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Why does stopping the oil spill pose such a difficult task?
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The main reason that the oil spill is such a difficult thing to deal with is the fact that it is so far under the surface of the ocean. At those depths, the water is so cold and the pressure so intense that things that would work nearer to the surface are much less likely to work.
A great example of this can be seen in what happened the first time that they tried to lower the dome to catch the oil that was coming out of the well. They got the dome in place, but the cold and the pressure did things to gasses that were leaking out along with the oil that made it impossible to use the dome in the way that it was meant to be used.
Posted by pohnpei397 on June 20, 2010 at 2:12 PM (Answer #1)
if u mean the one under the ocean that happened recently. Yes it is a difficault task due to the deepness of water and not having enough supplies that can be useful for covering the hole, e.g. when u drop vast amount of soil/sand etc. it doesn't just sink it spreads out and goes to random places. The same goes with rocks if u drop them there would still be gaps remaining. The best way is to move all the water back and cover the hole, but that needs a lot of energy and big machines etc. hope that helps.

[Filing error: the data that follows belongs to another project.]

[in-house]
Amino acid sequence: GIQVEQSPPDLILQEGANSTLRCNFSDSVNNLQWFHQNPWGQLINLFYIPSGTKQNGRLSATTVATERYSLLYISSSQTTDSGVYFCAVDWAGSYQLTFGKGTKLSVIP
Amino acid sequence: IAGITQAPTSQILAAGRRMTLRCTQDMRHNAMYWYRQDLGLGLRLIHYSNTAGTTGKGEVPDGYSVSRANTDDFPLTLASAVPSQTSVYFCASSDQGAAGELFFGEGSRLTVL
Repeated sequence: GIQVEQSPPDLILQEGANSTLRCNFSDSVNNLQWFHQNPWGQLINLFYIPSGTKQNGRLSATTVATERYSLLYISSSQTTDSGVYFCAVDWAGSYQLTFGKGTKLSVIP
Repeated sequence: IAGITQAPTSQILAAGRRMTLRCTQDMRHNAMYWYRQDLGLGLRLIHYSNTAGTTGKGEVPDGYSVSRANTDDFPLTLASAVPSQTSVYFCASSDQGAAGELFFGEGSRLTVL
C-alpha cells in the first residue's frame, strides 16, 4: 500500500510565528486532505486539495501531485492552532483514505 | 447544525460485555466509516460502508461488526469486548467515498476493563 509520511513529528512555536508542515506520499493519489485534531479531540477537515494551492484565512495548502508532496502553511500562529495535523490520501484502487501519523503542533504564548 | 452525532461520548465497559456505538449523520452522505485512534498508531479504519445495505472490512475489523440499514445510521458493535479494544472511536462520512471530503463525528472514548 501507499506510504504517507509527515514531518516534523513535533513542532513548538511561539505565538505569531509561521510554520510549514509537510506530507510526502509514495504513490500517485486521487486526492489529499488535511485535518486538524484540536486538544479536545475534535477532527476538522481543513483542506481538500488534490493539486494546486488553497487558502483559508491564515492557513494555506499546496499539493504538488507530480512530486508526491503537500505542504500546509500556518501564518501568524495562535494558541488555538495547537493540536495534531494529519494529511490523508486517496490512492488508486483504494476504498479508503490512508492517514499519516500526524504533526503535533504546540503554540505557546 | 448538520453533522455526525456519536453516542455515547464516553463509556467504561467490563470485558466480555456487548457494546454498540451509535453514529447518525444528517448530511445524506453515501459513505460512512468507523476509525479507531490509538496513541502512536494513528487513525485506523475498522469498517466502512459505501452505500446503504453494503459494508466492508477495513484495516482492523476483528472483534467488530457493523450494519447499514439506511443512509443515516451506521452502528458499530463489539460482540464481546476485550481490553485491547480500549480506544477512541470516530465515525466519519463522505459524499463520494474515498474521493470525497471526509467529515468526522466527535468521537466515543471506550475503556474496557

Posted by sfstudent on June 20, 2010 at 2:30 PM (Answer #2)
High School Teacher
The above posts are certainly accurate, and let's also remember that the technology for stopping such a spill not only exists but it was installed on the Deepwater Horizon drilling rig - it simply wasn't maintained and once the leak/explosion had happened, it became much more difficult to stop.
Drilling at such depths is complicated and time consuming, not to mention expensive. So they are drilling relief well to take off some of the pressure of the leak so it can be capped, but that takes a long time to do, and the relief well has to tap directly into the original drilling shaft, which is only a few feet across. It's like hitting a needle in a haystack in a field of haystacks. The relief wells are the best option at this point, but they are by no means guaranteed to work.
Posted by brettd on June 20, 2010 at 2:42 PM (Answer #3)
Middle School Teacher
The primary problem is indicated in the previous post. The depth of the sunken rig is very difficult to control in terms of being able to place any item on it to stop or contain the flow. The deeper an objects goes, the greater the chance ice develops on it or other complications arise. Prior oil spill containment have not had to take place so deep within the body of water. The other problem is that the rig did not feature an automatic shutdown valve so that when it exploded, the oil continued to spill out at an enormous rate. The oil rig pumps and drills at such a high rate of velocity and magnitude that stopping it is a very arduous task. Trying to contain a spill that renders out close to 20,000 gallons of crude oil a day is an extremely difficult task.
Posted by akannan on June 20, 2010 at 5:27 PM (Answer #4)
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